Monday, June 23, 2003

Monkeytime wants to know what the Bush administration's definition of “is” is.


“(I)t's nearly impossible to prove legally that Bush "lied" about, say, the al-Qaida/Saddam connection…even as his cronies were using every advertising trick in the book to create the impression in the American public's mind that such a link was real…(W)ere Bush & Co. being honest with us about the link? Yeah, tell me another one.”


Monkeymaster Todd Morman also wonders where the critics of the Times and other “liberal” media are when it comes to the lack of skepticism at big papers: “I'll send $10 worth of Krispy Kreme donuts to anyone who can point me to a post where anyone in the rightwing blogger amen chorus has addressed this particular point.”

3:11:04 PM    comment []

Bill Gates in the WSJ (registration required): “I receive a ton of spam every day. Much of it offers to help me get out of debt or get rich quick. It would be funny if it weren’t so irritating.”


Just the way I feel when I get those spams promising to make me a better lover…

8:23:24 AM    comment []

One topic we won’t spend much if any time on at BloggerCon is last year’s question: are weblogs journalism? That’s settled (affirmative). The interesting questions deal with what kind of journalism weblogs can produce.


But not everyone has gotten the memo. Last week I spoke with one of the most powerful execs in online journalism, someone who has a leadership role in defining the traditional media’s use of the Web. He was ready to concede that weblogs could be journalism – of a sort. “Weblogs are for opinions,” he said when I asked if he foresaw newspaper reporters using them.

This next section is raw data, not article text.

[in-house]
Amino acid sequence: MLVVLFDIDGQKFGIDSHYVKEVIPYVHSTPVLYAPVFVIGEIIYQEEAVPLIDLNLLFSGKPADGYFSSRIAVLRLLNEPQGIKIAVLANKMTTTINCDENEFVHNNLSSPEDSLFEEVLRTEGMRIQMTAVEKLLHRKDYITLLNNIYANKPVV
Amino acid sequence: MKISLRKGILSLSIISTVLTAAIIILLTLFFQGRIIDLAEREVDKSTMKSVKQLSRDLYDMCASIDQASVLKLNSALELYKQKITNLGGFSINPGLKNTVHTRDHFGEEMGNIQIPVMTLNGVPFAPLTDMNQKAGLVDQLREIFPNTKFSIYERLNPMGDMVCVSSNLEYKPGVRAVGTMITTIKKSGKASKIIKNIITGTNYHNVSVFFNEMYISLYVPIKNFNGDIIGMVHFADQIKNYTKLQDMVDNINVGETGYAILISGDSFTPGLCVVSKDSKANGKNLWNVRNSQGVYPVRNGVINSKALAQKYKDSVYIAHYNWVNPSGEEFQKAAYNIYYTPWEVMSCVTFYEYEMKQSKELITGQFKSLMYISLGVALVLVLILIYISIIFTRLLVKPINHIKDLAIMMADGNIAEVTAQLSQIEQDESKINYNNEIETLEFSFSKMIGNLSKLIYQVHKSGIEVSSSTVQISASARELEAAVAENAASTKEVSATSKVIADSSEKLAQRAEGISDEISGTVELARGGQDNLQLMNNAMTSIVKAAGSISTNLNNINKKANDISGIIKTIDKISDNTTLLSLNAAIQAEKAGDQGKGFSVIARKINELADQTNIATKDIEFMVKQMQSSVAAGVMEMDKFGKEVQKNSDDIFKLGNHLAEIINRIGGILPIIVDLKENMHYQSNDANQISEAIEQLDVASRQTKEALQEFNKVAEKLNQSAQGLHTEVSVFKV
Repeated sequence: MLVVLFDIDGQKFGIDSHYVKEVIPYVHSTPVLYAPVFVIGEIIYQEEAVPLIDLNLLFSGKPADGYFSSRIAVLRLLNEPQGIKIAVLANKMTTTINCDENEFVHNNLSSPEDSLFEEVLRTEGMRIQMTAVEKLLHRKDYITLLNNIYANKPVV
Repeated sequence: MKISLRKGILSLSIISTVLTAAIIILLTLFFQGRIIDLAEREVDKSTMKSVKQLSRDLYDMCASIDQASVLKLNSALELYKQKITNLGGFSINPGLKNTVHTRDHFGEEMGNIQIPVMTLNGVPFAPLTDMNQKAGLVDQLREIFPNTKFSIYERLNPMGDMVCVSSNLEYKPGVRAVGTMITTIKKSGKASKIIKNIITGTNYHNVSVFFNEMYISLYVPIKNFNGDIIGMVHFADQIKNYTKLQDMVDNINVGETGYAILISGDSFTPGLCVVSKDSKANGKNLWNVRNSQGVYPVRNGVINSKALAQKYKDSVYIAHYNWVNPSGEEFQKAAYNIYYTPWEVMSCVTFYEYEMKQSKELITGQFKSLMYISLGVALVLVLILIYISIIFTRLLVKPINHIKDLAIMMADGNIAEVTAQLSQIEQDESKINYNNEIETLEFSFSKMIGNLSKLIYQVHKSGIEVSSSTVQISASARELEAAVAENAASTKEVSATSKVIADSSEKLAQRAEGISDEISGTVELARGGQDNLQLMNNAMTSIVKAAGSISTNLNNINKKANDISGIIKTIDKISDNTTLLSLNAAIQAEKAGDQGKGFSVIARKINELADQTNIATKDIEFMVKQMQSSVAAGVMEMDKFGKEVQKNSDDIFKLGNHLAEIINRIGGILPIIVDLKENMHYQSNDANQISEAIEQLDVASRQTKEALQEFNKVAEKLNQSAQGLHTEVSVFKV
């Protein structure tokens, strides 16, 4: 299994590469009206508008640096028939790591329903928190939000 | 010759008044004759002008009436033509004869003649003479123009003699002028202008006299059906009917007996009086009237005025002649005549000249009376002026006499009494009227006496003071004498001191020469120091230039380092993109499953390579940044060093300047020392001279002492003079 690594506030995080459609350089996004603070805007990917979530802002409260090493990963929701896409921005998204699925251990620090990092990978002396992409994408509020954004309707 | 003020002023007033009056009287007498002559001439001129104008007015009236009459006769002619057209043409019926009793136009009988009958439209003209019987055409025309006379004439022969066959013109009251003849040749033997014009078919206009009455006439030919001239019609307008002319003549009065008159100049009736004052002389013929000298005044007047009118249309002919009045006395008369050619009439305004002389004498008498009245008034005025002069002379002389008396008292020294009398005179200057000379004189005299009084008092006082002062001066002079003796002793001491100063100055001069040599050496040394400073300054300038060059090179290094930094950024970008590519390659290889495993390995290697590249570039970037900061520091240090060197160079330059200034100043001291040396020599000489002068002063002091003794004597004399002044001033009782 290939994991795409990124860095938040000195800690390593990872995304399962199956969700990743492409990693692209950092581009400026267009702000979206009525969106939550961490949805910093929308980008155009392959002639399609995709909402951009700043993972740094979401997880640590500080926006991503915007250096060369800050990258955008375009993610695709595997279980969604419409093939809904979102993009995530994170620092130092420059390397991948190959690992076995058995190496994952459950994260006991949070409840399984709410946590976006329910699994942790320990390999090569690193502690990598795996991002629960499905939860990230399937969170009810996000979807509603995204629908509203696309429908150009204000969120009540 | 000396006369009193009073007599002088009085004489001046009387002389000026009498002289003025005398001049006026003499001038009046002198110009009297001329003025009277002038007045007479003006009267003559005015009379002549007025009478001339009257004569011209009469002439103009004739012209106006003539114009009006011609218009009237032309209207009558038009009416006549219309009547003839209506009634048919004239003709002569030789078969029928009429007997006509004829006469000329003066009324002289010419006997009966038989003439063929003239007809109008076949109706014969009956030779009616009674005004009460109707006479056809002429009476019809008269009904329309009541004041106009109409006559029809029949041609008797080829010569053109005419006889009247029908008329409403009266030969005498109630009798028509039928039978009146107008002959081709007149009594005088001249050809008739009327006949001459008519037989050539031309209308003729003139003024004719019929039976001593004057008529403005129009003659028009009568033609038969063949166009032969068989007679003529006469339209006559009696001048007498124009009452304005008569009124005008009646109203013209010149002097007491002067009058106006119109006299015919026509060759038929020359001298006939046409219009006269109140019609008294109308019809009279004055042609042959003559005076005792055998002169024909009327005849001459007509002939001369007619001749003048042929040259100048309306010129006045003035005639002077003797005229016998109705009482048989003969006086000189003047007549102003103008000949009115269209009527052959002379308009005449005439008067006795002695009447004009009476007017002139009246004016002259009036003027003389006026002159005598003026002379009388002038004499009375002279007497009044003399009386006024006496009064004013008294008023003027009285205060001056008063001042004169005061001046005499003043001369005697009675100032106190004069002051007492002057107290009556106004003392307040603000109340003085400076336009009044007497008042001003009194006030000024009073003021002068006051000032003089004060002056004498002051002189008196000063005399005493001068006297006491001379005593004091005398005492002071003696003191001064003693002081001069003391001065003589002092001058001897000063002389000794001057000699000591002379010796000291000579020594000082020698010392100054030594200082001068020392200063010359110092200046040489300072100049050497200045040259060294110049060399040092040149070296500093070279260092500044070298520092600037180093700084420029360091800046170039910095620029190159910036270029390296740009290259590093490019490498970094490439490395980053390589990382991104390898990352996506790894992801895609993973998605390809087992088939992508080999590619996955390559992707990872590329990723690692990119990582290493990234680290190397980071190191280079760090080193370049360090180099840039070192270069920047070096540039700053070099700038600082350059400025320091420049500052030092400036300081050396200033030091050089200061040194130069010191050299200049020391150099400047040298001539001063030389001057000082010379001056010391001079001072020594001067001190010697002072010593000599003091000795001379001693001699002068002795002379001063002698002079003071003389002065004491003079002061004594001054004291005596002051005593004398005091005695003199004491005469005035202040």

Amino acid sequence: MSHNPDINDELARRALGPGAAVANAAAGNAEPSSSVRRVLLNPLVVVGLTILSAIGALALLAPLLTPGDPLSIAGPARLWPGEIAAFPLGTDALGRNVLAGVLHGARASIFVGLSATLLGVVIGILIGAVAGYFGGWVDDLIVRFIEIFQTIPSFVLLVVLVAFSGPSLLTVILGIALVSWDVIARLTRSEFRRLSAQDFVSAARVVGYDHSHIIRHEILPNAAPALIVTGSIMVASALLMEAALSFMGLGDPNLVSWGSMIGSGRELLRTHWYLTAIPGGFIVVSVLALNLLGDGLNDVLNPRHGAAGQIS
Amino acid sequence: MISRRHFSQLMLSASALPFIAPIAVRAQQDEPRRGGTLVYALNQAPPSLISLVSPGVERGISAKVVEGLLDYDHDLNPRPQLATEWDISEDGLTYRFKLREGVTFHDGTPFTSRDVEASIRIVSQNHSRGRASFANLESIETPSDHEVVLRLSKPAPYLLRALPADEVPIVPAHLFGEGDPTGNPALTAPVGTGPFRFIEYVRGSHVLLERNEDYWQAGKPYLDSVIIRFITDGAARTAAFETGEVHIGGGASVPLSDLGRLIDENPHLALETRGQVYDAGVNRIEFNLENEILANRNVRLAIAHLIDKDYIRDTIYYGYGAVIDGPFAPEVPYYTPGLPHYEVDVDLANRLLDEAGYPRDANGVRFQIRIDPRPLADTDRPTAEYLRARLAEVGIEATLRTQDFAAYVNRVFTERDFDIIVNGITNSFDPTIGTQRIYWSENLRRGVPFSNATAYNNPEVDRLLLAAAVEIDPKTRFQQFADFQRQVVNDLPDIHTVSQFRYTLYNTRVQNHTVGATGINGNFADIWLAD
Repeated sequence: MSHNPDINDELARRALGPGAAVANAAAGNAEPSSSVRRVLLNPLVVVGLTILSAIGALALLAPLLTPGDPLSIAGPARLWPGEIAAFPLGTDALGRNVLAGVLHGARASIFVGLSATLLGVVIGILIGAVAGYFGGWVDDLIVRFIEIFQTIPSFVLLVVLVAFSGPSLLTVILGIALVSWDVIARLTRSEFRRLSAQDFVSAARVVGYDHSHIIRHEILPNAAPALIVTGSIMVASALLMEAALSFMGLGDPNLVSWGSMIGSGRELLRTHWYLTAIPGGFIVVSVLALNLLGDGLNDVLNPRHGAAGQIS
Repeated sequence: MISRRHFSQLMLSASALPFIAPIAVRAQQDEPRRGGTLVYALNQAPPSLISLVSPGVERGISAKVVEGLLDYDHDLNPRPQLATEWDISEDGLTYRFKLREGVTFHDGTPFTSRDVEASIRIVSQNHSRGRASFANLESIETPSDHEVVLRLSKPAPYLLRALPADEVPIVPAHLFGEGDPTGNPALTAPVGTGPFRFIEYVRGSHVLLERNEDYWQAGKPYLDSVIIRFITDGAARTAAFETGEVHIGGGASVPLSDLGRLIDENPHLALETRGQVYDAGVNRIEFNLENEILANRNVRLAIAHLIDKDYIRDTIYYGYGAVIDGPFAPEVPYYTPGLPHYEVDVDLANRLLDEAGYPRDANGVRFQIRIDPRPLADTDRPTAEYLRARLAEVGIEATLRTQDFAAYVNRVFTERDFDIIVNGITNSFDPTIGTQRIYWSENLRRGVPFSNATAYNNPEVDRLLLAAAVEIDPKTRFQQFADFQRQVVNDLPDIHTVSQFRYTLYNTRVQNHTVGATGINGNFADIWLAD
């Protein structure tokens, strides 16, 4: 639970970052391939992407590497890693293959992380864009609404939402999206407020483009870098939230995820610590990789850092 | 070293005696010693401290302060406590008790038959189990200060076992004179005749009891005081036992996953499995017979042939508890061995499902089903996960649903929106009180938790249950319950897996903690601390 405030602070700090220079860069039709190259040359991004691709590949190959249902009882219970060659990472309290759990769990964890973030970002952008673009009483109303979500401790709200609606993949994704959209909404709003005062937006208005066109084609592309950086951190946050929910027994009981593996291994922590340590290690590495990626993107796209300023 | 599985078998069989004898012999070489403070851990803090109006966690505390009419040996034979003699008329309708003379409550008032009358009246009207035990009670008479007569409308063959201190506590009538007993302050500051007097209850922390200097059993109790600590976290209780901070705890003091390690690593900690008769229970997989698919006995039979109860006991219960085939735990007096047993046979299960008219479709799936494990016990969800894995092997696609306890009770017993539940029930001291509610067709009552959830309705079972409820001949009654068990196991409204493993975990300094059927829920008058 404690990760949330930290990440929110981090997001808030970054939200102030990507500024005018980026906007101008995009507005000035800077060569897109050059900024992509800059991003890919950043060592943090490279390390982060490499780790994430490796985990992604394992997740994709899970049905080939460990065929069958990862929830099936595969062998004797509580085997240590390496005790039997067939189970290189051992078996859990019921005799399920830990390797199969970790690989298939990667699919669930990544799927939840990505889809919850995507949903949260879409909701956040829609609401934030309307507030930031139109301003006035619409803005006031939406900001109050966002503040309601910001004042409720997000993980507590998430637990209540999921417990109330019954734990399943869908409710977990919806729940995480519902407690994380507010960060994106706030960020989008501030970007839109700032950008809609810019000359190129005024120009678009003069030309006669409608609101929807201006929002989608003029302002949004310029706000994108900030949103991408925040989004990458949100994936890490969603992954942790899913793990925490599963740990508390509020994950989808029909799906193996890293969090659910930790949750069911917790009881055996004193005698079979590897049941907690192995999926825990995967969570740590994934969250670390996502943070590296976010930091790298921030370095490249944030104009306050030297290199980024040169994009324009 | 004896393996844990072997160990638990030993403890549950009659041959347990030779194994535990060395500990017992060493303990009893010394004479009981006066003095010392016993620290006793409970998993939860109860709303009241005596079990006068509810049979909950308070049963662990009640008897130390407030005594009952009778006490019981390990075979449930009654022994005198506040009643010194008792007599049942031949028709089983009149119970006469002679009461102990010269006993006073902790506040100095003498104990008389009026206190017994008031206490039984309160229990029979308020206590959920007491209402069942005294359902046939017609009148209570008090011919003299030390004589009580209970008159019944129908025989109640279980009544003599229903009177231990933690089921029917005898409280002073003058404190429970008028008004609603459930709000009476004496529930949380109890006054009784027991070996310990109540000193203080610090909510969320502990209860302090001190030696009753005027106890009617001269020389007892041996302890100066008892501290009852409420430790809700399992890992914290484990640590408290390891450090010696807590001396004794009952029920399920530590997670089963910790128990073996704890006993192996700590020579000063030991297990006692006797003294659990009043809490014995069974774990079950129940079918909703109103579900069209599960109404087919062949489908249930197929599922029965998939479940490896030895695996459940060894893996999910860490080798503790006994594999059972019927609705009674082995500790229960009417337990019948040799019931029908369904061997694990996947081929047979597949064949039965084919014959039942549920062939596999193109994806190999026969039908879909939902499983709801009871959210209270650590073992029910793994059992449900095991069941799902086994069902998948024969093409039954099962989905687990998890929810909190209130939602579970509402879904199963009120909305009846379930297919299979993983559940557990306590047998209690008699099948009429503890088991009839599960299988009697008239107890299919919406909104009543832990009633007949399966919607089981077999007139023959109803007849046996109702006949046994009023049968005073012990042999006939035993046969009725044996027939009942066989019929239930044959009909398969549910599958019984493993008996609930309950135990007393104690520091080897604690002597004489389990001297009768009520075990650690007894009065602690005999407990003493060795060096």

I countered that although weblog software has made its biggest early impact on journalism as a medium for opinion writing, the software is a tool, not a definition, and the tool is not inherently inhospitable to news reporting. He seemed to grasp the concept.


The next day I interviewed Rick Boucher for my weblog. The article I posted before noon on Wednesday moved the Orrin Hatch vs. the Web story well past the version the bigtime exec’s paper posted at its site that evening. It didn't just feel like reporting, it felt like a scoop.


And the day after that I had lunch with Jim Capo, who began blogging last year to support his run for the NC senate. I told Jim, a small businessman turned political activist, what the newspaper poobah had said about blogs being for opinion, not reporting. “Doesn’t he know you can post photographs on a weblog?,” asked Jim. “They are worth a thousand words, aren’t they? Wouldn’t that count as news reporting?”


Interesting – a non-journalist, eating lunch with my dog and me in Greensboro, has a better understanding of weblogs and their impact on journalism than one of the most powerful media execs in the country.

8:16:46 AM    comment []